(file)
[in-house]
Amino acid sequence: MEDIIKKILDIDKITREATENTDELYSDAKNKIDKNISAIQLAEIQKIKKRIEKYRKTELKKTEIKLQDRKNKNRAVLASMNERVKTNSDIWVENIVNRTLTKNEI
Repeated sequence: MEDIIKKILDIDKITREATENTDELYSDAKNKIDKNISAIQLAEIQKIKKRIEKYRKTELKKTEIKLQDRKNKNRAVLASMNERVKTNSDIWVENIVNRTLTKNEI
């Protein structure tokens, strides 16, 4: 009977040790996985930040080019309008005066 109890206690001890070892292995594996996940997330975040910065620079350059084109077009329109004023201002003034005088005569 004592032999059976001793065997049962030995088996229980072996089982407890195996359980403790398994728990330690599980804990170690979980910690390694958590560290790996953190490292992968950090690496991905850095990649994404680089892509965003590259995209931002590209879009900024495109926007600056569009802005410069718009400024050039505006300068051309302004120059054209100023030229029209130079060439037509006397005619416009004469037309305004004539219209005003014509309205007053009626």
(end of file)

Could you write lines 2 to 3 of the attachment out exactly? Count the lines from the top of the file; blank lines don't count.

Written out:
Amino acid sequence: MEDIIKKILDIDKITREATENTDELYSDAKNKIDKNISAIQLAEIQKIKKRIEKYRKTELKKTEIKLQDRKNKNRAVLASMNERVKTNSDIWVENIVNRTLTKNEI
Repeated sequence: MEDIIKKILDIDKITREATENTDELYSDAKNKIDKNISAIQLAEIQKIKKRIEKYRKTELKKTEIKLQDRKNKNRAVLASMNERVKTNSDIWVENIVNRTLTKNEI